Vaccination in the Arctic has begun

Fastlege i Bodø kommune, Kine Kalstad fikk den første Covid-vaksinen i Bodø av vaksinesjef Karin Wiik. (Foto: Trine Jonassen)
GP in Bodø municipality, Kine Kalstad (44) received the first Covid vaccine in Bodø from vaccine manager and health nurse Karin Snøve Wiik. Now it is the turn of the residents at the nursing homes. (Photo: Trine Jonassen)
After a year of lock downs, critical research and a devastating pandemic, inoculations has finally begun in the Arctic.

The vaccination process in most Arctic states has finally begun.

– Even if we can not relax yet, it feels good to be on our way, says community doctor in Bodø Municipality in North Norway, Kine Kalstad (44).

She made a little bit of history as the first to receive the Covid-19 vaccine in the Arctic town of Bodø and was happy to be the first. If not for herself, then for all the vulnerable patients she sees daily.

– We can not afford essential health care workers to get put out of play, says Kalstad.

Health care workers first

Covid vaccination doses per capita. (Source: Our Word in data)
Covid vaccination doses per capita. (Source: Our Word in data)
Covid vaccination doses per capita. (Source: Our world in data)

In Norway, 20 percent of the vaccines against Covid-19 are marked essential health care workers. After this, inhabitants at health care institutions will follow in the first round.

In Alaska, USA, the first shipments of Pfizer’s Covid-19 vaccines arrived in mid-December. Supply is limited and most of the people who received the vaccine were hospital-based healthcare workers.

Alaskans over 65 will be able to get their first Covid-19 vaccinations starting this week, a timeline accelerated by state officials following a weekend of eligibility confusion.

Started i December

Iceland received the first doses of Covid-19 vaccine on December 28 and vaccination began the next day. Enough doses of the Pfizer and BioNTech vaccine for 14 000 people are expected to arrive by February 2021.

Canada has so far approved two vaccines — by Pfizer-BioNTech and Moderna. Both vaccines require two doses a number of weeks apart for full efficacy.

Canadian Provinces have differed in their approaches to the vaccine — some have held back supply to ensure a second dose is available when the time comes, while others planned to administer all doses as soon as they’re available.

Now the elders

As of Sunday, Canada had administered 119 202 coronavirus vaccines across the country, according to Covid-19 Tracker Canada. That means 0.317 percent of the population has received at least one dose of a Covid-19 vaccine.Nunavut in Canada will give out its first Covid-19 vaccinations today to elders in Iqaluit.

Then vaccinations will be offered next week to residents in Gjoa Haven, Igloolik, Cambridge Bay and Arviat, in an effort to protect communities with long-term elder care facilities.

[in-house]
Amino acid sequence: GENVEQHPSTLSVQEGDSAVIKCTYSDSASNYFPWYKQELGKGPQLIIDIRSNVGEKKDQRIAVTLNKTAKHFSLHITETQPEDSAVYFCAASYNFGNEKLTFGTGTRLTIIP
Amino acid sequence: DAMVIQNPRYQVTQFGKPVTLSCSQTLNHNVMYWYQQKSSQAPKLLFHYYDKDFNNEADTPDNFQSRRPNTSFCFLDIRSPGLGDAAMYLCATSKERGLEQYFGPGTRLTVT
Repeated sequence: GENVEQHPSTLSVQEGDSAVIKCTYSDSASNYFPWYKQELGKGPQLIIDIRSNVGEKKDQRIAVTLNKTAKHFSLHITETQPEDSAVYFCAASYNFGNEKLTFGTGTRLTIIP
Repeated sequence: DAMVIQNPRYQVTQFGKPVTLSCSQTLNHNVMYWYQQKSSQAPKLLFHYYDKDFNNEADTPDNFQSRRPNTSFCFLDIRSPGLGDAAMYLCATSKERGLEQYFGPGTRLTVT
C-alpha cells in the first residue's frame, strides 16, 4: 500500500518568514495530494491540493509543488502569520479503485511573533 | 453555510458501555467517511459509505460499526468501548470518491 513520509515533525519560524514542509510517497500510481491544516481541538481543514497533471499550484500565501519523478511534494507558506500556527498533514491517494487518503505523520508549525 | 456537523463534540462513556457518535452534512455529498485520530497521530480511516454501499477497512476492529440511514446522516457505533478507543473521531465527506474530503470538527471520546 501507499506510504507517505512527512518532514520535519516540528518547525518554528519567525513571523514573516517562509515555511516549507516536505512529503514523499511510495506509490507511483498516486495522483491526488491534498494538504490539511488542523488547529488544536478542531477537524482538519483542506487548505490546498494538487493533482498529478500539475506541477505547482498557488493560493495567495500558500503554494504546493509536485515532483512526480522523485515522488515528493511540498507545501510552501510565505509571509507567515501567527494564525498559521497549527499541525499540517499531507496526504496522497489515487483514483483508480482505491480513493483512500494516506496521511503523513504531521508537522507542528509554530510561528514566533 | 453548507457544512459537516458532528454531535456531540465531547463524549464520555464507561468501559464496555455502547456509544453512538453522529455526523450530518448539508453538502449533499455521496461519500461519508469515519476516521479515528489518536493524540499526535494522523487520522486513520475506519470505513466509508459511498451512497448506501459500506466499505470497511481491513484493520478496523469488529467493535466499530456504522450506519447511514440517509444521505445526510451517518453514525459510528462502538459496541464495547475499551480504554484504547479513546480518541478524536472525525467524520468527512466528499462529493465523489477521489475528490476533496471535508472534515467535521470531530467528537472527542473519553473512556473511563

Russia has vaccinated more than one million people against Covid-19, the head of the country’s main vaccine developer said, as the country recorded its lowest infection rate for more than six months.

High burden in Sweden

The first coronavirus vaccine in Finland was granted conditional sales approval by the European Medicines Agency on December 21, 2020. Vaccinations with this mRNA vaccine began in the last week of December.

The Covid vaccine was first offered to social welfare and health care professionals who treat Covid-19 patients and those who work in care homes.

In Sweden, due to the high burden of care, the regions' vaccination against Covid-19 are prioritized for essential health care workers. But the vaccination will take place in parallel with the vaccination of residents and staff in the municipal care.

Also read

Start to look forward

Public broadcaster the Greenlandic Broadcasting Corporation (KNR) reported that 79-year-old Sofie Hegelund became the first Greenlander to receive the initial dose of the Pfizer-BioNTech vaccine in Nuuk. KNR reports that elderly Greenlanders and their caregivers are at the top of the list for priority inoculation.

Last week, Greenland received about 1 000 doses of the Pfizer-BioNTech vaccine from Denmark for inoculation in Nuuk and Illulissat.

Back in Bodø, Kalstad sits still for the required 15 minutes to wait for any reactions. But she feels fine.

– I still have to wait for the second shot, and after that another week before the vaccine is in full effect. It is kind of exiting to take part in this so early and I trust the people who developed the vaccine, says the GP.

And as the mayor of Bodø, Ida Maria Pinnerød handed over flowers to Kalstad, she let out a small sigh behind the mask.

– Now we can start to look ahead.

Nøkkelord